There are different ways to ventilate and move heat around the house.
Stack ventilation moves air vertically up through the house and ventilates it through a high window, while cross ventilation works by having a pressure difference on different sides of the building. It is also possible to use the cycle (hot air rising and cool air falling) to redistribute heat through the house.
For service areas, corridors, and bathrooms; other forms of glazing and ventilation can be used.
It can be hard to control unwanted heat loss and gain through glass ceilings and skylights, therefore clerestories (high windows above eye level) may be a better option.
Light tubes (also known as solar tubes) can be fitted with double glazing and ventilation and can be a very effective means of lighting and ventilating internal spaces.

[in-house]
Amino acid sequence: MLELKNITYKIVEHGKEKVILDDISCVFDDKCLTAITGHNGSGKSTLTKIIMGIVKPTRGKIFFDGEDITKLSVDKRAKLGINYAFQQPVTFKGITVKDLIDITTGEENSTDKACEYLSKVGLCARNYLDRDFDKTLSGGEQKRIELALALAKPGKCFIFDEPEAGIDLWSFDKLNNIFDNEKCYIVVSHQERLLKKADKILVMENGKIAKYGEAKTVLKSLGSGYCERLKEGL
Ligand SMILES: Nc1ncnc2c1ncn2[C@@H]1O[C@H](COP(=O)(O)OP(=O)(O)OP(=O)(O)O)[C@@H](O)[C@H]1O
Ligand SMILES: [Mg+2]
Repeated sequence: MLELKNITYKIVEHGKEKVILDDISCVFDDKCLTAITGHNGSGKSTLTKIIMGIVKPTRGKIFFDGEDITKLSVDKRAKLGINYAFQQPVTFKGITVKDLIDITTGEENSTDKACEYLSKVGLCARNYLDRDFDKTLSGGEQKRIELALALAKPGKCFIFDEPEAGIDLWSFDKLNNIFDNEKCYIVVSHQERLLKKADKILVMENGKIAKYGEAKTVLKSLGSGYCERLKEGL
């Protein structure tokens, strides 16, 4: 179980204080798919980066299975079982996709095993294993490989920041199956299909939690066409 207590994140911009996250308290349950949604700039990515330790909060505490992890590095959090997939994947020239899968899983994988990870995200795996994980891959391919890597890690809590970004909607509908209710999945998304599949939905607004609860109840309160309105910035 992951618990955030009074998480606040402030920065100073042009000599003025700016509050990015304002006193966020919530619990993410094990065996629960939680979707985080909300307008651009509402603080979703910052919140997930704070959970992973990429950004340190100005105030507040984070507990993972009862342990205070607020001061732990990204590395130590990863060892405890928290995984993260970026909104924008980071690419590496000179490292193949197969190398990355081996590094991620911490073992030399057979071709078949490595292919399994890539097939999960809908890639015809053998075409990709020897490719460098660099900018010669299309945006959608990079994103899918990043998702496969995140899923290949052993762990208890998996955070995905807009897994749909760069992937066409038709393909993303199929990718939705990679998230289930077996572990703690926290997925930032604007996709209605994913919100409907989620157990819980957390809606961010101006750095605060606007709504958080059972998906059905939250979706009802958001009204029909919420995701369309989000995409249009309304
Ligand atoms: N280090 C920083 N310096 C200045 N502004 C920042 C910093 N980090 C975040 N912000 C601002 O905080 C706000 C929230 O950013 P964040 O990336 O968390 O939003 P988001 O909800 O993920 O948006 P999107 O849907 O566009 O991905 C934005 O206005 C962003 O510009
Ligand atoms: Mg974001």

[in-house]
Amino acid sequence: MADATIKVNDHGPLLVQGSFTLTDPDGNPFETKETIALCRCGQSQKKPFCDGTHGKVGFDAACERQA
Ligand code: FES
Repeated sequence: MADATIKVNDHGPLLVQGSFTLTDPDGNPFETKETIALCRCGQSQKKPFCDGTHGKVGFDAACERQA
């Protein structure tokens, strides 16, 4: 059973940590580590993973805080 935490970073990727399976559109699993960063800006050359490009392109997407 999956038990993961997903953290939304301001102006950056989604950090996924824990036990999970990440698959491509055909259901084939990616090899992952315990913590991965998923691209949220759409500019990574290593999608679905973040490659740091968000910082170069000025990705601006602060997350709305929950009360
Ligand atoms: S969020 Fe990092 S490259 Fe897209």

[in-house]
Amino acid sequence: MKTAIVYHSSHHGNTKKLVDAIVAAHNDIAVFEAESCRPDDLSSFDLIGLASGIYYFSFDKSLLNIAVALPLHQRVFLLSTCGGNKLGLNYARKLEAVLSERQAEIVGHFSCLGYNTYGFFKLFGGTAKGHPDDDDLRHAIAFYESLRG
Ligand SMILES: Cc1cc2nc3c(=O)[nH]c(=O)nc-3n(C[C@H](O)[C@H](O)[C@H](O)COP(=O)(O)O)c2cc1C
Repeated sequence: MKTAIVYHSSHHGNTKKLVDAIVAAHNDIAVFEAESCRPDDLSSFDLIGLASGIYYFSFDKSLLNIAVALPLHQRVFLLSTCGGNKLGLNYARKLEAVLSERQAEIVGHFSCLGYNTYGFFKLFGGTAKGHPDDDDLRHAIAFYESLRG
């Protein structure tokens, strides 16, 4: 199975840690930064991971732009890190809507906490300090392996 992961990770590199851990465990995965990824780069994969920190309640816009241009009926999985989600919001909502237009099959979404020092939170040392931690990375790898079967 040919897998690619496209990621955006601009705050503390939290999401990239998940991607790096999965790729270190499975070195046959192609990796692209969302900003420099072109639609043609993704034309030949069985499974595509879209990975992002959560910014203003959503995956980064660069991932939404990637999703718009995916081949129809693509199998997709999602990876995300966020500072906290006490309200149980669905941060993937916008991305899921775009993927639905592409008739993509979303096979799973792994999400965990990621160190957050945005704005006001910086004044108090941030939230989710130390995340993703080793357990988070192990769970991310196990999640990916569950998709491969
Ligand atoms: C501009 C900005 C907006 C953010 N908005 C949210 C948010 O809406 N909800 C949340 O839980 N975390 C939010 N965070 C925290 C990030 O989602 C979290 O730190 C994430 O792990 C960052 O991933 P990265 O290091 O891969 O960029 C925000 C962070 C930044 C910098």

Provide windows on two walls of a room wherever possible, to allow for cross ventilation.
Position windows and doors to take advantage of cooling summer breezes, while avoiding prevailing winter winds.
The house should be protected against the cold south westerly winds, and opened up to the cooling effect of the warmer north-easterlies. These are Auckland’s prevailing winds, but this can change depending on the specific conditions of the site.
Design the house to utilise the ‘stack effect’ to optimise how natural air movement can cool the house.
Use fans as a way of circulating cool air in summer, and warm air (which can rise and be trapped against the ceiling) in winter.
Warmer air in the upper rooms including the roof space may be mechanically ducted back into colder lower levels of the house.
Ventilate all bathrooms and kitchens to the outside to prevent a build up of moisture.
Natural ventilation is preferred, but mechanical ventilation must be provided if this is not possible.